At another point during the visit, I was made to write out a very long prayer several times over by hand. There was really no help for privacy in completing the task. I did not even try to hide it. This was, however, quite the experience having to explain (without actually explaining) what I was doing to my nosy mother. "What is this? Is it homework?" Yes, in a way, I suppose it was. It was grace-filled "homework" that kept me from strangling her alive!
My Husband's side of the family is likewise in the dark. Yet sometimes it is not for a lack of trying!
During our summer holiday to Lebanon two years ago, my Husband bought a thin rattan cane. We had gone with a few of his cousins to Zahle, the most Christian city in the Middle East, for the evening. Street vendors were selling everything under the sun-- everything from candy confections to backgammon boards, narghile (water pipe) sets and bootleg DVDs that had not yet been released in the West. There were also the typical, cheap souvenirs. One booth in particular happened to catch my Husband's eye. He walked over and selected a single cane from a bucket of others. One of his male cousins saw this and joked in faltering English, "These used to be used in the schools a long time ago. You know?" Oh, indeed! My Husband smiled and asked the price.
Much to my chagrin, my Husband proudly hung up that cane in our bedroom for the rest of the trip. It was in plain sight to any who entered the room-- something his aunt and little old grandmother did from time to time! Somehow, at the end of our visit, that cane survived the trip home in one piece. It was further amusing to find printed notices in our luggage stating that our bags had been "randomly selected" for a special security check. I would have paid to be a fly on the wall when the airport officials happened to open and go through our belongings! ;-)
The last story I wish to share happened more recently. My Husband and I revisited the Middle East several weeks ago for the final stage of a job interview. While we were there, we were blessed to do a little sight-seeing. One of the places we toured was a large shopping centre. It was a fun excursion! Before we left, though, I happened to spot the women's washrooms. This area was segregated behind what seemed to me to be a thick hockey-like wall barrier. The first door I opened-- apparently I had misread the sign-- led to the women's prayer room. As that was not intended to be my destination, I turned around and spotted the "special needs" washroom. It was unoccupied. I took this as a gift from Providence!
Riddle me this: why do typical lavatory stalls-- which are no larger than the average telephone booth-- insist on having doors that swing inward? I have never understood this phenomenon. It is a bane to the existence of us more germaphobic personages!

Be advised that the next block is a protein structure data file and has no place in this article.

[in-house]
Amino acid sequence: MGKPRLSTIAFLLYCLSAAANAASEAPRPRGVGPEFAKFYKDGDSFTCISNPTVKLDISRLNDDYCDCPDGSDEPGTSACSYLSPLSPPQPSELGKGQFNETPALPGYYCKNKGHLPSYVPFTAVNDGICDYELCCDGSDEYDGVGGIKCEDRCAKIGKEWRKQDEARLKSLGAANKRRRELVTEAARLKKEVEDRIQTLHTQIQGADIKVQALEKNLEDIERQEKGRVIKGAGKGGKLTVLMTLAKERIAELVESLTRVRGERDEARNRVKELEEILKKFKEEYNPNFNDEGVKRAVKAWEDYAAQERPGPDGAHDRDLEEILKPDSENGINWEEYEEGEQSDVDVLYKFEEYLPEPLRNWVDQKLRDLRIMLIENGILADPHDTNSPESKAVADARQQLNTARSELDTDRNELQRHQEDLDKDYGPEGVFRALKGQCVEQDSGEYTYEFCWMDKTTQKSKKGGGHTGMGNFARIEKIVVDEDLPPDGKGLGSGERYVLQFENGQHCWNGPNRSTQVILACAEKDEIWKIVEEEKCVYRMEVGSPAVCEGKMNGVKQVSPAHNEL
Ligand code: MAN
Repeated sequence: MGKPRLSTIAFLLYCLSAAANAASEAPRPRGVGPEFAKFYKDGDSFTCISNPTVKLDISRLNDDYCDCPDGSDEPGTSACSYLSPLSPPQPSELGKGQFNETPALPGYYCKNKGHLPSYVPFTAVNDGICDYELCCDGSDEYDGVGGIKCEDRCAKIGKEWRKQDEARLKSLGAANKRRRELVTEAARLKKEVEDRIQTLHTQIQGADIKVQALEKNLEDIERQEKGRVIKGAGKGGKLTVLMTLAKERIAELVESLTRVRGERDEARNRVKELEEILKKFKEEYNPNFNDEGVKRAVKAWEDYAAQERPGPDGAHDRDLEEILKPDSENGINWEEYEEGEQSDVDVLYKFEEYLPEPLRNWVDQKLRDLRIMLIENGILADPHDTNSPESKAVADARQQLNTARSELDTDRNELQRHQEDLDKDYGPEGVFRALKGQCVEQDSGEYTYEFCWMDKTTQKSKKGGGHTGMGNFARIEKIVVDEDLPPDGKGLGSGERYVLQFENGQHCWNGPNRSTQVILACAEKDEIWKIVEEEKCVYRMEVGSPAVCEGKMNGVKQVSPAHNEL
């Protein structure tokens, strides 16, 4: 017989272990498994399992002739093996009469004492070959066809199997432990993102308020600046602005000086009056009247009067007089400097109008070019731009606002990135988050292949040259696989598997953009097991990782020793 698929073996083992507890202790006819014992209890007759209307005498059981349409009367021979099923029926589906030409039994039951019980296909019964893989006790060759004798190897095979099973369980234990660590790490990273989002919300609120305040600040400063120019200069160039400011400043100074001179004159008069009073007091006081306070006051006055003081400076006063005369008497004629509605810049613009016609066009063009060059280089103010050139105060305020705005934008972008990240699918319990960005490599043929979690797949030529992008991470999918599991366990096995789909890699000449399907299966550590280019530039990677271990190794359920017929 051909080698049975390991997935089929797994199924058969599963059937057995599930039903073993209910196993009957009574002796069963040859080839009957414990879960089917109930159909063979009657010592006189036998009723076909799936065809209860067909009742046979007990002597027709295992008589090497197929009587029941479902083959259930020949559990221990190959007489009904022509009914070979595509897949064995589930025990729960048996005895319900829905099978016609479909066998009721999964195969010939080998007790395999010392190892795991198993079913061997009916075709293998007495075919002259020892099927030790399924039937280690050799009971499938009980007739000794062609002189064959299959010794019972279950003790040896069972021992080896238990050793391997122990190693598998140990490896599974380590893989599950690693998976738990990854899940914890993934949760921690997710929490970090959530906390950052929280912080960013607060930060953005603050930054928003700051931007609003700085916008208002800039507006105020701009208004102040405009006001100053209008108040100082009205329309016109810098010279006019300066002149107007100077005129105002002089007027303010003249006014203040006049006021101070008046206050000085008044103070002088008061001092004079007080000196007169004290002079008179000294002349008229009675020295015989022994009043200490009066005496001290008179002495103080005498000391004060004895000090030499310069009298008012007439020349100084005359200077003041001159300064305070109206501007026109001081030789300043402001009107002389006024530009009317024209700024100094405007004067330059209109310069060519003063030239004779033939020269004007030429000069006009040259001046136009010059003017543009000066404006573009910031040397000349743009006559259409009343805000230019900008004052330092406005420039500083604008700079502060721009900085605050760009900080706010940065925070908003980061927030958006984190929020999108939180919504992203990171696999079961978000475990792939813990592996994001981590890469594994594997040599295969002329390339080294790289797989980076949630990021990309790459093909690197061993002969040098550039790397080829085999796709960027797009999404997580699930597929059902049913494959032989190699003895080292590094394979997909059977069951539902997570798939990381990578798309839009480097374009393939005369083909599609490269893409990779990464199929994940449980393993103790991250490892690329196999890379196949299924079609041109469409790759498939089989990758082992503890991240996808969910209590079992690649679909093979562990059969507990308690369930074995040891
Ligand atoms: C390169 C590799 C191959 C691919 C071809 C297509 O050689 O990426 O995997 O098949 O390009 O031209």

In any case, I locked the washroom door and went about my business. A minute or two later, I returned to the door handle in order to flick the lock and go on my way. The lock turned. The door, however, would not budge! My brows furrowed. I tried again. No luck. Again, I moved the lock back and forth. I tried different combinations. The door remained as stone. This is when I really looked around. The room was of medium size,. There were no windows. The doors and walls were solid and thick and made of material reminiscent of solitary confinement prison scenes. I began to panic!
I knocked on the door. It was to no avail. I swung the door handle down as hard as I could and slammed myself against the door, hoping against hope that it would spring forward and I would be released. I began to yell. It suddenly dawned on me that I did not know the Arabic world for "help!" Instead, I began to yell in English. Still, no one came to my rescue. It seemed that I would end up dying in a public washroom in a foreign country located half-way around the world! I was not sure, at that exact moment, whether God had an ironic sense of humour or if this was merely divine justice for trying to circumvent OCD.
Just as I was beginning to give in to hyperventilation, I heard my Husband's distant voice say, "I think someone is locked in there." Oh, I could have kissed him! Nevertheless, it took still several more minutes before a worker unlocked my door from the other side.
A rather half-crazed Traditional Wife emerged! Tears were streaming shamelessly down my face and my make-up was in utter shambles! What is worse, I could not run to my Husband and cling to him as I wished to do. The country we visited frowns upon public displays of affection. After cleaning up-- this time in the regular washroom!-- I rejoined my Husband in the common area. We looked at each other. Although the situation hadn't been particularly funny moments before, the corners of our mouths began to turn upwards. In the end, we could not help but burst out laughing!
Thus are a few of the crazy musings of an even crazier "Traditional wife." ;-)
Sacred Scripture reminds us: "A time to weep, and a time to laugh. A time to mourn, and a time to dance" (Ecclesiastes 3:4; Douay-Rheims). All of life is truly a beautiful gift. Each "season" ought to be appreciated for its own sake and treasured for what it can teach us. Just as sorrow may temper our self-will and make us entirely dependent upon our Creator so, too, may joy and mirth cultivate a heart that is thankful for each unique God-given moment.
With a glad heart, may we choose to go forth to love and serve the Lord!